“It will decrease the amount of time it takes for recently enacted medical programs to see products on the shelves and increase the variety of consumer options in both the adult-use and medical marketplaces,” he said. “In short, it’s the future, and Congress ought not to deny it.”

“We should end arrests today and enact interstate commercial regulatory and safety structures tomorrow,” he added.

States that wish to continue prohibiting marijuana commerce would be able to do so under the Wyden-Blumenauer legislation.

Read the full text of the new interstate marijuana commerce bill below:

State Cannabis Commerce Act by on Scribd

Historic Marijuana Measures Clear First Major Congressional Hurdles As Opposition Wanes

Photo courtesy of Kimberly Lawson.

Marijuana Moment is made possible with support from readers. If you rely on our cannabis advocacy journalism to stay informed, please consider a monthly Patreon pledge.

Kyle Jaeger is Marijuana Moment's Los Angeles-based associate editor. His work has also appeared in High Times, VICE and attn.

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Andrew Yang Contrasts Rampant Opioid Prescribing With Marijuana Criminalization

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Andrew Yang contrasted the widespread prescribing of opioids with the ongoing criminalization of marijuana on Wednesday.

In a tweet, the entrepreneur and 2020 Democratic presidential candidate said there were “more opiate prescriptions in the state of Ohio than people in Ohio,” yet “marijuana is still classified as a schedule 1 drug” under the federal Controlled Substances Act.

He’s brought that point up before, at a presidential debate in October. Asked about his proposed to decriminalize possession of opioids to combat the drug overdose crisis, Yang brought up the statistic and criticized the government for failing to take action against pharmaceutic companies that aggressively marketed addictive painkillers.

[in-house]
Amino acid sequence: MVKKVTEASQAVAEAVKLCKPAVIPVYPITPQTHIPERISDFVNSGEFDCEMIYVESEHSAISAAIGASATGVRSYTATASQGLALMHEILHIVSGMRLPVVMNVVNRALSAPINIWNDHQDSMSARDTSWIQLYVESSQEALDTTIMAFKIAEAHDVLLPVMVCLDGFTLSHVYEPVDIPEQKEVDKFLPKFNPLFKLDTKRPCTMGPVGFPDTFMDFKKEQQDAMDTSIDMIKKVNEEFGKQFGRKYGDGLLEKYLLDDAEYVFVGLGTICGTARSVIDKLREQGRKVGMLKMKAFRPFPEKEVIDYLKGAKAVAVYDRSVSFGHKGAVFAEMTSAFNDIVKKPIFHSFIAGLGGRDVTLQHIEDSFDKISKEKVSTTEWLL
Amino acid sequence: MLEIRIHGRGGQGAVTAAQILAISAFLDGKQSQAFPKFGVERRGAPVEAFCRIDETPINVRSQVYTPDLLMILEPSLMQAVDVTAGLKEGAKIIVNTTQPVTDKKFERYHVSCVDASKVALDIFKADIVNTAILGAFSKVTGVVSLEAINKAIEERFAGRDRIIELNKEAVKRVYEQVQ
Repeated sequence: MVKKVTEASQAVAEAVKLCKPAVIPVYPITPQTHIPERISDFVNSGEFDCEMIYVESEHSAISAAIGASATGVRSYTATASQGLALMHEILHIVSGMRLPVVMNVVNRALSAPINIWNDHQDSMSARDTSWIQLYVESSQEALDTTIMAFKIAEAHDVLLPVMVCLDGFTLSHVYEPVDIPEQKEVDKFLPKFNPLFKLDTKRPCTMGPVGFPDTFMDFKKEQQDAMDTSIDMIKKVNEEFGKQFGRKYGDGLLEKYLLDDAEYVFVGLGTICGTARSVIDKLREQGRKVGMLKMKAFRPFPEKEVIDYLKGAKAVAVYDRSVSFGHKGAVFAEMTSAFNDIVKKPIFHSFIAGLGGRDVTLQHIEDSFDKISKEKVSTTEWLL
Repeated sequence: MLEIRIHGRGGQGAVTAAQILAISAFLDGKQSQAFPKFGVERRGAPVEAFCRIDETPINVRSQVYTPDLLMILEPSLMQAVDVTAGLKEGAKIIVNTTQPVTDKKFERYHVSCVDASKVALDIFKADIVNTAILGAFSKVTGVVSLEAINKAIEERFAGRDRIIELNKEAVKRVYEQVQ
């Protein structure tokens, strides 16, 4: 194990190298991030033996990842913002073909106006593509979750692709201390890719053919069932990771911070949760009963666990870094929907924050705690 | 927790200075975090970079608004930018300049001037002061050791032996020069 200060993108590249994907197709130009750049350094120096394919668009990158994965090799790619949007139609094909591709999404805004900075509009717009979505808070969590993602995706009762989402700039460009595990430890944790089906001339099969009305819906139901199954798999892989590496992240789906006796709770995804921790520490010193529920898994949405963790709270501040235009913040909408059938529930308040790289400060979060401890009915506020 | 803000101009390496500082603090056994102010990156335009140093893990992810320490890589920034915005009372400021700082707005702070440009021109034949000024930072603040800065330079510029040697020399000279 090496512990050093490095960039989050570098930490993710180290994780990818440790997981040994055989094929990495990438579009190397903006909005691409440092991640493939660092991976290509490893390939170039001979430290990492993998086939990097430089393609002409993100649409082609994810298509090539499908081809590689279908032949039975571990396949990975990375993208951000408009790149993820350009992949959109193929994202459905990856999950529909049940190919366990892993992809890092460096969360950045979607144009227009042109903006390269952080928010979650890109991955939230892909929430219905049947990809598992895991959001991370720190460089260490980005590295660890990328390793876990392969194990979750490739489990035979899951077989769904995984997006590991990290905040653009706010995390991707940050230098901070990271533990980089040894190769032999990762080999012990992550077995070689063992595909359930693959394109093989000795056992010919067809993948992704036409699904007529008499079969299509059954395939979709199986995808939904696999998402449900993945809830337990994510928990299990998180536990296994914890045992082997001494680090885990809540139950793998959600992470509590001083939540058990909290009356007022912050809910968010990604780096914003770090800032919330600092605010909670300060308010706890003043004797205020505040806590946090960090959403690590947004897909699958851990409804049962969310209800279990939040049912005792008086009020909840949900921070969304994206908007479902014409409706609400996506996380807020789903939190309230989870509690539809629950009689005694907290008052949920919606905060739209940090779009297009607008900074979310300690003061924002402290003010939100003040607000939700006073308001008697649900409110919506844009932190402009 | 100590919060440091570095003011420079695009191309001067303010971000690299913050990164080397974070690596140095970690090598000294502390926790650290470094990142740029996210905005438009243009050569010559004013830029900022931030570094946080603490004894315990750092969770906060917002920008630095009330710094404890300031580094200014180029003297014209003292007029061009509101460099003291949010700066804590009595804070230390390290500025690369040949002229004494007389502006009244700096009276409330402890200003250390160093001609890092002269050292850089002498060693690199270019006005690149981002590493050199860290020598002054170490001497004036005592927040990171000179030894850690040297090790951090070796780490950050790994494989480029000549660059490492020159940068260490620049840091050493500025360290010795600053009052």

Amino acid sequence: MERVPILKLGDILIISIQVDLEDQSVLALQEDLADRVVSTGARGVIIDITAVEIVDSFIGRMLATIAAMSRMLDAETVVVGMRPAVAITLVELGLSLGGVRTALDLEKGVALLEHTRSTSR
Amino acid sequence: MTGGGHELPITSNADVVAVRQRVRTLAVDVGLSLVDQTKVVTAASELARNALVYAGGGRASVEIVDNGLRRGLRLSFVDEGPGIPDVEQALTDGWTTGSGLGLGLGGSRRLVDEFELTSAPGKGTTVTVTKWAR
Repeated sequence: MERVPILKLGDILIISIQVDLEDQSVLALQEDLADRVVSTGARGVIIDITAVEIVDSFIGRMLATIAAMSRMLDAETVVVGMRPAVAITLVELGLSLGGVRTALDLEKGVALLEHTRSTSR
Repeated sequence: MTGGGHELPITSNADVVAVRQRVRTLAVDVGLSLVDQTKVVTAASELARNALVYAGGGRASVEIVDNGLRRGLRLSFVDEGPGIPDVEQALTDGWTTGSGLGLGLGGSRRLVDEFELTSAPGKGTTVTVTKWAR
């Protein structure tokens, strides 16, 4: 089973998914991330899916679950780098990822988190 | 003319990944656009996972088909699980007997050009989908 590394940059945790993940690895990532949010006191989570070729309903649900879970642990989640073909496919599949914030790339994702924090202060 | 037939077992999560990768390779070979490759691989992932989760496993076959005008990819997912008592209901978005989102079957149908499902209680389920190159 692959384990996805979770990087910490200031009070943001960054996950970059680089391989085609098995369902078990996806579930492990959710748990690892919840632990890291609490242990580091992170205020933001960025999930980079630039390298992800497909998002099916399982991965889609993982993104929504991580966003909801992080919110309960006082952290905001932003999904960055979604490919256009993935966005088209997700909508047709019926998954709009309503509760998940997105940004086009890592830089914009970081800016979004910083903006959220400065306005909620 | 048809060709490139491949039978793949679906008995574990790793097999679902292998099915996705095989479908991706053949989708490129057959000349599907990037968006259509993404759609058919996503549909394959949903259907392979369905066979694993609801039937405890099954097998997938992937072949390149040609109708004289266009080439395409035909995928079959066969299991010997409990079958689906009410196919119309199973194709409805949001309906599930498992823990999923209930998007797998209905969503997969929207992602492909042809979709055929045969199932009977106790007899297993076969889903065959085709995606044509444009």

“If the government turned a blind eye to this company, spreading a plague among its people, then the least we can do is put a resource into work in our communities so that people have a fighting chance to get well, even though this is not a money problem,” he said at the time.

NBC News confirmed that, in 2010, federal data shows there were 102.4 opioid prescriptions in Ohio for every 100 persons. That’s decreased since then, with 2017 data showing 63.5 opioid prescriptions for every 100 persons in the state.

Yang, who supports comprehensive marijuana legalization, has also embraced other harm reduction policies. Beyond decriminalizing opioids, he said in an interview published last week that he’s in favor of providing federal funding for the establishment of safe injection facilities, where individuals can use illicit drugs under medical supervision and receive assistance getting into treatment.

Yang has not yet called for decriminalization of substances beyond opioids and cannabis, however. That policy is backed by rival contenders South Bend, Indiana Mayor Pete Buttigieg and Rep. Tulsi Gabbard (D-HI).

Sens. Bernie Sanders (I-VT) and Elizabeth Warren (D-MA) and former Housing and Urban Development Secretary Julián Castro, also presidential candidates, have called for the establishment of safe injection sites.

Killer Mike Credits Bernie Sanders For Inspiring Marijuana Legalization Movement

Photo courtesy of ABC News.